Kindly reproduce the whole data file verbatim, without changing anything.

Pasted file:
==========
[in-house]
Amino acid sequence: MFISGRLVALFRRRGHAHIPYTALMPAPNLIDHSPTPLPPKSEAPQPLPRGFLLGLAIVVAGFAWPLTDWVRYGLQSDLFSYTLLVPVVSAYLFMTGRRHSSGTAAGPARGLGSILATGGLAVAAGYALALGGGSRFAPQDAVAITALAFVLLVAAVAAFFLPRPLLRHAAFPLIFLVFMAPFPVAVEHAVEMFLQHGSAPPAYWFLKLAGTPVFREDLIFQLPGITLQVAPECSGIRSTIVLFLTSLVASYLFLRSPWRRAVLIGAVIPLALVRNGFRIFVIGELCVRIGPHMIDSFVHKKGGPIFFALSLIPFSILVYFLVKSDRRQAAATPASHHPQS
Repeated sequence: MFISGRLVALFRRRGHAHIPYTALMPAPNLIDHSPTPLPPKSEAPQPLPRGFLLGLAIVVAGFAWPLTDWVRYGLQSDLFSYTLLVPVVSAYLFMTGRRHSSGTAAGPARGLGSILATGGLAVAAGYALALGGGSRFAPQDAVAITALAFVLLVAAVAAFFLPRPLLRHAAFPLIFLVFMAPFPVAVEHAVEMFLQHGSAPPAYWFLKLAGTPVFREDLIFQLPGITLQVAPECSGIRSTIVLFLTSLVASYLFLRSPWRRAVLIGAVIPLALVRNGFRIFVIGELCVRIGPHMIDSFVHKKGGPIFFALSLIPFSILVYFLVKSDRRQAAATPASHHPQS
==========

[in-house]
Amino acid sequence: MFISGRLVALFRRRGHAHIPYTALMPAPNLIDHSPTPLPPKSEAPQPLPRGFLLGLAIVVAGFAWPLTDWVRYGLQSDLFSYTLLVPVVSAYLFMTGRRHSSGTAAGPARGLGSILATGGLAVAAGYALALGGGSRFAPQDAVAITALAFVLLVAAVAAFFLPRPLLRHAAFPLIFLVFMAPFPVAVEHAVEMFLQHGSAPPAYWFLKLAGTPVFREDLIFQLPGITLQVAPECSGIRSTIVLFLTSLVASYLFLRSPWRRAVLIGAVIPLALVRNGFRIFVIGELCVRIGPHMIDSFVHKKGGPIFFALSLIPFSILVYFLVKSDRRQAAATPASHHPQS
Repeated sequence: MFISGRLVALFRRRGHAHIPYTALMPAPNLIDHSPTPLPPKSEAPQPLPRGFLLGLAIVVAGFAWPLTDWVRYGLQSDLFSYTLLVPVVSAYLFMTGRRHSSGTAAGPARGLGSILATGGLAVAAGYALALGGGSRFAPQDAVAITALAFVLLVAAVAAFFLPRPLLRHAAFPLIFLVFMAPFPVAVEHAVEMFLQHGSAPPAYWFLKLAGTPVFREDLIFQLPGITLQVAPECSGIRSTIVLFLTSLVASYLFLRSPWRRAVLIGAVIPLALVRNGFRIFVIGELCVRIGPHMIDSFVHKKGGPIFFALSLIPFSILVYFLVKSDRRQAAATPASHHPQS